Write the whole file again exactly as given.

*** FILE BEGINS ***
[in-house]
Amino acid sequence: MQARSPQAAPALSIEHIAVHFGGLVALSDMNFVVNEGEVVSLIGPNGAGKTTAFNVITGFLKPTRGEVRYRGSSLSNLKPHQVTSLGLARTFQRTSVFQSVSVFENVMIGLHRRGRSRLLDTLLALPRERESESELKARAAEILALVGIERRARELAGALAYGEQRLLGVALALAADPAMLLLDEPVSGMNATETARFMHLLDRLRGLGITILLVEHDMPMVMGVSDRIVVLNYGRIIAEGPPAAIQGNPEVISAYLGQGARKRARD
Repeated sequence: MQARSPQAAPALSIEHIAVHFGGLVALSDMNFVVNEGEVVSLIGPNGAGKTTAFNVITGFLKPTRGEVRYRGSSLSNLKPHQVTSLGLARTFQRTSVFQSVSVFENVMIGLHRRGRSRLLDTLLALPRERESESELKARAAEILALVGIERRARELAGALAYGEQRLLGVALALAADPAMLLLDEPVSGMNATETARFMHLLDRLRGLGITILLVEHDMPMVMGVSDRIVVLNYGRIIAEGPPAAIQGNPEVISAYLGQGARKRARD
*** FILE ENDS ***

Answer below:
[in-house]
Amino acid sequence: MQARSPQAAPALSIEHIAVHFGGLVALSDMNFVVNEGEVVSLIGPNGAGKTTAFNVITGFLKPTRGEVRYRGSSLSNLKPHQVTSLGLARTFQRTSVFQSVSVFENVMIGLHRRGRSRLLDTLLALPRERESESELKARAAEILALVGIERRARELAGALAYGEQRLLGVALALAADPAMLLLDEPVSGMNATETARFMHLLDRLRGLGITILLVEHDMPMVMGVSDRIVVLNYGRIIAEGPPAAIQGNPEVISAYLGQGARKRARD
Repeated sequence: MQARSPQAAPALSIEHIAVHFGGLVALSDMNFVVNEGEVVSLIGPNGAGKTTAFNVITGFLKPTRGEVRYRGSSLSNLKPHQVTSLGLARTFQRTSVFQSVSVFENVMIGLHRRGRSRLLDTLLALPRERESESELKARAAEILALVGIERRARELAGALAYGEQRLLGVALALAADPAMLLLDEPVSGMNATETARFMHLLDRLRGLGITILLVEHDMPMVMGVSDRIVVLNYGRIIAEGPPAAIQGNPEVISAYLGQGARKRARD